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Santiago del Estero Province

Santiago del Estero is a province of Argentina, located in the north of the country. Neighbouring provinces are from the north clockwise Salta, Chaco, Santa Fe, Cordoba, Catamarca and Tucuman.


The autochthonous inhabitants of these lands were the Juries-Tonocotes, Sanavirones and other tribes. Intriguingly, Santiago del Estero is still home to about 100,000 speakers of the local variety of Quechua, making this the southernmost outpost of the language of the Incas. Quite when the language reached the area, and how, remains unclear, however - it may even have arrived only with the native troops that accompanied the first Spanish expeditions.

Diego de Rojas first reached this lands in 1542. Francisco de Aguirre founded the city of Santiago del Estero in 1553 as the most northerly city founded by Spanish conquistadores coming from the Pacific Ocean.

Santiago then belonged to different governments, passing from the intendency of Tucuman to the Audiencia de Charcas, then again to Tucuman, of which it was later to be named capital.

However, the bishop moved to Cordoba in 1699 and the government moved to Salta two years later. Furthermore, the silver route between Buenos Aires and the Viceroyalty of Peru passed through Tucuman rather than through Santiago. The combination of these circumstances drastically reduced the importance of the city and the territory and, by the beginning of the 19th century, the city had barely 5,000 inhabitants.

With the creation of the intendency of Salta, Santiago del Estero was transferred to the new intendency of Tucuman. In the middle of the national conflict, Santiago del Estero separated from Tucuman in 1820, coming under the control of pro-autonomy Governor Juan Felipe Ibarra. Among the new province's most effective advocates during its early decades was Amancio Jacinto Alcorta, a young composer of sacral music who, representing his province from 1826 to 1862, helped modernize commerce and its taxation in the unstable young nation and promoted domestic banking and credit. In 1856 the provincial constitution was formulated.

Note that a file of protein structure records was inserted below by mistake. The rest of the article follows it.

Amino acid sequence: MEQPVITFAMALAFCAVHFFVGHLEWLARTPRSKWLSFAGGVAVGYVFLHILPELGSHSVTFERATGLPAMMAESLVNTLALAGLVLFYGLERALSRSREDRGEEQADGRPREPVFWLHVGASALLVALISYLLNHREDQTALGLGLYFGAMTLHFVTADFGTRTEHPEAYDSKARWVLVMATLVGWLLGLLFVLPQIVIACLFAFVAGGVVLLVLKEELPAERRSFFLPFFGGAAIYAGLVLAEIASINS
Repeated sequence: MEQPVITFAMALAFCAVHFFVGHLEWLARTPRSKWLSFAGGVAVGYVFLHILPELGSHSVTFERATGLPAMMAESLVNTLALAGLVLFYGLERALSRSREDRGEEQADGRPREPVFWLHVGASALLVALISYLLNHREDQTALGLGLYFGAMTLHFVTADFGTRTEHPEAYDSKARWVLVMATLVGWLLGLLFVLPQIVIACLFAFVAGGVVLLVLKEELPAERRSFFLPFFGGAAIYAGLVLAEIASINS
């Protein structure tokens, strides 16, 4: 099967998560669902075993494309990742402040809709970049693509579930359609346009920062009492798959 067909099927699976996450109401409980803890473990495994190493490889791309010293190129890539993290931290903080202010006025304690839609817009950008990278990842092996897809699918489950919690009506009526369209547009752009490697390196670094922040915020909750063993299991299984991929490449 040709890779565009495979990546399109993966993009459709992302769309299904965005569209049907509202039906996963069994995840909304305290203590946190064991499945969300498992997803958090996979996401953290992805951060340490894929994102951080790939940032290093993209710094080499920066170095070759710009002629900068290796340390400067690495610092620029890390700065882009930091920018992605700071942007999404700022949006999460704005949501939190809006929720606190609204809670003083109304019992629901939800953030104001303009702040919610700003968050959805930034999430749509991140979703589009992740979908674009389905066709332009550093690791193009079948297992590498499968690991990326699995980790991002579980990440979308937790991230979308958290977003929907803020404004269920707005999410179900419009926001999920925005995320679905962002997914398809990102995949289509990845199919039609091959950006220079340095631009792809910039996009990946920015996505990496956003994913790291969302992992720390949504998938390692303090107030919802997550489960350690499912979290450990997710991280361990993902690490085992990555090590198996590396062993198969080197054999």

At the beginning of the 20th century Santiago del Estero acquired part of the lands that were the subject of a dispute with Chaco Province. By then the province had four cities and 35,000 inhabitants, most of whom lived in precarious conditions. The construction of the Los Quiroga dam in 1950 enabled the productivity of the otherwise arid land to be increased by irrigation.

During the 1890s, national policy makers were made aware of a little-publicized tourist route northwest of the city of Santiago del Estero, whereby, despite the abject lack of transportation or lodging amenities, a steady stream of visitors rode on horseback over craggy terrain for hours for the sake of enjoying a cluster of mineral springs rarely mentioned since Spaniards had first noticed them in 1543.

Becoming increasingly well-known, the Argentine Dept. of Agriculture commissioned University of Buenos Aires Chemistry Professor Hercules Corti to study the springs. Completing his report in 1918, Dr. Corti confirmed that the Rio Hondo Hot Springs were among the most therapeutic on earth and, coming at a time when mineral springs were becoming a leading destination for "health tourism", Rio Hondo quickly began attracting visitors from all over Argentina. Set aside as a public resort in 1932, the first formal hotel facilities were opened in the late 1940s and they are, today, the world's second-most visited mineral hot springs, after the ones in Reykjavik, Iceland.